> The ability to paint or wallpaper over the interior-facing section of the air vent to help ‘hide’ the air vent on the inside of your living space.
> HETAS-approved, meaning that the air vent is safe for use with solid-fuel appliances such as wood burning stoves.
Note - if you’re buying a wall aircone vent for use within a high-rise building, plastic vents are not suitable.
Anti-draught air vents
Shop Now - DR21 Anti-Draught Air Vent
Whilst air vents, such as the wall aircone vents above, do include measures to reduce direct draughts, some people may wish to go a step further and reduce draughts altogether.
As illustrated above, dedicated anti-draught air vents use a labyrinth baffling system which regulates air flow, ensuring there is sufficient air flow to help your stove or fireplace burn properly, but prevent gusts or breezes from entering your living space.
The DR21 anti-draught vent which is pictured above is a particularly innovative air vent (and has been featured on BBC’s Dragons Den) and has a number of useful features, including:
> Air throughput of 3400mm².
> HETAS approved.
> Tested by BRE according to BSEN13141.
> Easy installation.
What’s more, the DR21 anti-draught vent can accommodate very powerful stoves (15kW or more). Simply use two air vents.
Fitting tips for fireplace and stove air vents
Shop Now - Woodford Lowry 5 Wood Burning / Multi Fuel Stove
Once you’ve selected the appropriate air vents for your home, it’s time to install them.
Below you’ll find a number of tips which you can follow that’ll ensure you get the best performance out of your air vents:
> Remember, if you’re installing a stove in a new build property (built after 2008), you must ensure that you install at least one, permanently open, air vent within the room in which the stove is situated.
> Install your air vents in locations where they aren’t going to be accidentally covered up.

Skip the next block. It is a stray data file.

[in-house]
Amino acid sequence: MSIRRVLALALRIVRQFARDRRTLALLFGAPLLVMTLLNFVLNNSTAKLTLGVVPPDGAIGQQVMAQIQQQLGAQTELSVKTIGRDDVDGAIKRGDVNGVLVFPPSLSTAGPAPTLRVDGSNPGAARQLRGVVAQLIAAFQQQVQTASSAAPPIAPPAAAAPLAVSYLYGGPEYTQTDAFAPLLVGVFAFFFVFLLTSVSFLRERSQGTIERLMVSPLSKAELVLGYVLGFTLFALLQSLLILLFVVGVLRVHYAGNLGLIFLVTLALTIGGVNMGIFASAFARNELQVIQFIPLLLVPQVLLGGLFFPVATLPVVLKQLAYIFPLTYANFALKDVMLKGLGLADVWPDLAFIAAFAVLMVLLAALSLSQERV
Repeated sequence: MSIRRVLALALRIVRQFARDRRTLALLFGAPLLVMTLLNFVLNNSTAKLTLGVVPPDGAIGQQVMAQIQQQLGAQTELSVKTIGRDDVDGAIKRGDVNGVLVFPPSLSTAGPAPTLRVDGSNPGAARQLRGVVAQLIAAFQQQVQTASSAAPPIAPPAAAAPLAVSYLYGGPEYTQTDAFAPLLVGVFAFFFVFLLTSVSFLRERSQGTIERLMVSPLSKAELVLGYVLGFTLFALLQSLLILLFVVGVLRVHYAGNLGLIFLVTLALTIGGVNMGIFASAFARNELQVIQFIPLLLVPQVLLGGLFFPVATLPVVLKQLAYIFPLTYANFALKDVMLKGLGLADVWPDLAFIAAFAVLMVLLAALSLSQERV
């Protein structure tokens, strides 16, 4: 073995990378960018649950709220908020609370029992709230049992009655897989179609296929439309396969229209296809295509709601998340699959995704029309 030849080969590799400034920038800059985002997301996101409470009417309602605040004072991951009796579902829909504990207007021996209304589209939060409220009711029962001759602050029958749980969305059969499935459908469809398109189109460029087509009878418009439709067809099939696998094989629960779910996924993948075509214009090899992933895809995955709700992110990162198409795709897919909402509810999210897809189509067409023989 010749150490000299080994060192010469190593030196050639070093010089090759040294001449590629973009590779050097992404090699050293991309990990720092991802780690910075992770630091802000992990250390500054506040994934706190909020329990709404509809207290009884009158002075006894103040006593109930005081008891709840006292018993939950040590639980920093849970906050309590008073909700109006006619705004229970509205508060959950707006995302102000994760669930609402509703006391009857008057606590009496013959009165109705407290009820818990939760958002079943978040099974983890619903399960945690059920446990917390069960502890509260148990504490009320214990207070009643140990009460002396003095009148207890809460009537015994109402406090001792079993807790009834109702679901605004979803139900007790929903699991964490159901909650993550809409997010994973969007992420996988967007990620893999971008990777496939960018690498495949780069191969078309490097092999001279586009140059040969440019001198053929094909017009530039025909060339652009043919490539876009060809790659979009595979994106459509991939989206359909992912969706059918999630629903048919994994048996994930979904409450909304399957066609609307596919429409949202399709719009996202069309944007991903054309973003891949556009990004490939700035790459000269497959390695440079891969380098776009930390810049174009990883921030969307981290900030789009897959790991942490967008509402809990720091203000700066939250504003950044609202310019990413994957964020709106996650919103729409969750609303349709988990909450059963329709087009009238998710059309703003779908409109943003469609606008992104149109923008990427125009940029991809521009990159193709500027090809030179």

> If you live in a property with a suspended floor (i.e. floorboards with a cavity underneath), then you can always install the air vents in the floor rather than the wall.
> Place the vent as close as possible to your stove or fireplace. After all, it’s the reason you’re installing an air vent in the first place! This will reduce draughts across your living space and keep your home warmer.
> Your stove or fireplace will draw air from the vent. So make sure you aren’t situating them in such a way that a breeze will be drawn through living areas e.g. you don’t want an air vent on one side of a sitting room and the stove on the other. Every one sitting between the vent and the stove will feel a breeze!
Trade Price Flues: the home of stove and fireplace air vents
So there you have it; our complete guide to air vents for fireplaces and stoves. If you’re having issues with getting your fireplace or stove to burn properly, then it’s highly likely that a lack of air supply will be the source of the problem.
But, this can be solved with an appropriate air vent - available now from Trade Price Flues.
Shop air vents at Trade Price Flues now
For more stove, fireplace, flue, chimney and air vent advice, explore the Trade Price Flues blog…